The black element was turned into soul music, and the white element was turned into English pop. They separated it. I think of rock ’n’ roll as a combination of country blues and swing band music, not Chicago blues, and modern pop.
Real rock ’n’ roll hasn’t existed since when? 1961,1962? Well, it was a part of my DNA, so it never disappeared from me. I just incorporated it into other aspects of what I was doing. I don’t know if this is answering the question.
I said to myself, “One day you’ll be standing there with your arm around that girl.” I remember thinking that. Ten years later, there I was — with my arm around her.
I sure hope (the record) sells, and I would like people to listen to it.
But the way people listen to music has changed, and I hope they get a chance to hear all the songs in one way or another.
But! I did record those songs, believe it or not, in that same order that you hear them. We would usually get one song done in three hours.
There’s no mixing. That’s just the way it sounded. No dials, nothing enhanced, nothing — that’s it. It’s been done wrong too many other times. I wanted to do it rightly.
It’s different than being an actor, where you call up sources from your own experience that you can apply to whatever Shakespeare drama you’re in. An actor is pretending to be somebody, but a singer isn’t. He’s not hiding behind anything.
So a song like “I’m a Fool to Want You” — I know that song. I can sing that song. I’ve felt every word in that song. I mean, I know that song. It’s like I wrote it.
In a way I’m glad I didn’t write any of them. I’m good with songs that I haven’t written, if I like them. I already know how the song goes, so I have more freedom with it.
I just like these songs and feel I can connect with them. I would hope people will connect the same way that I do. It would be presumptuous to think these songs are going to find some new audience. The people who first heard these songs are not with us anymore. Besides, when I look out from the stage, I see something different than maybe other performers do.
I see a guy dressed up in a suit and tie next to a guy in blue jeans. I see another guy in a sport coat next to another guy wearing a T-shirt. I see women sometimes in evening gowns, and I see punky-looking girls. I can see that there’s a difference in character, and it has nothing to do with age.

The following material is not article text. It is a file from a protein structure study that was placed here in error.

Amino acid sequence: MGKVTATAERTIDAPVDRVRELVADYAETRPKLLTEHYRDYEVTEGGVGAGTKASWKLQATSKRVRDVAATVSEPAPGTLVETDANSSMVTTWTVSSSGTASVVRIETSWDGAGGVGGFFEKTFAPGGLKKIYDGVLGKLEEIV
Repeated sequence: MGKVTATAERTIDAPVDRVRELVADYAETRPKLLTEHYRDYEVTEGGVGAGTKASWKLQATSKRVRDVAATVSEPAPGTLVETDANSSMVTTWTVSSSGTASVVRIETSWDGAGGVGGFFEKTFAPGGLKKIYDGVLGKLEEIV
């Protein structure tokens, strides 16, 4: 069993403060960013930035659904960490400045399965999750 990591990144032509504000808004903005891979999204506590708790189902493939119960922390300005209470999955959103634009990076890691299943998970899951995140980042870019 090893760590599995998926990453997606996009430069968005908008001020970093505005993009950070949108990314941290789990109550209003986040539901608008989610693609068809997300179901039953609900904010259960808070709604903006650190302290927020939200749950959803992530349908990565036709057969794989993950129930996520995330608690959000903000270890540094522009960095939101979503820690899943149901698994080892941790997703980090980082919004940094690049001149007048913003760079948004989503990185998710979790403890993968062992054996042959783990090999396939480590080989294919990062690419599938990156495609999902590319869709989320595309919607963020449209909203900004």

I went to an Elton John show; there must have been at least three generations of people there. But they were all the same. Even the little kids. They looked just like their grandparents. It was strange. People make a fuss about how many generations follow a certain type of performer. But what does it matter if all the generations are the same?
These songs are songs of great virtue. That’s what they are. People’s lives today are filled with vice and the trappings of it. Ambition, greed and selfishness all have to do with vice. Sooner or later, you have to see through it or you don’t survive. We don’t see the people that vice destroys. We just see the glamour of it — everywhere we look, from billboard signs to movies, to newspapers, to magazines. We see the destruction of human life. These songs are anything but that.
I think “Love Sick” (from Time Out of Mind is the best song about heartache)
Look, you get older. Passion is a young man’s game. Young people can be passionate. Older people gotta be more wise. I mean, you’re around awhile, you leave certain things to the young. Don’t try to act like you’re young. You could really hurt yourself.
A lot of people say there is no happiness in this life and certainly there’s no permanent happiness. But self-sufficiency creates happiness. Just because you’re satisfied one moment — saying yes, it’s a good meal, makes me happy — well, that’s not going to necessarily be true the next hour.
Life has its ups and downs, and time has to be your partner, you know? Really, time is your soul mate. I’m not exactly sure what happiness even means, to tell you the truth. I don’t know if I personally could define it.
For the full story see AARP.
Also available from iTunes “Shadows in the Night – Bob Dylan“.
By Stephen Pate, NJN Network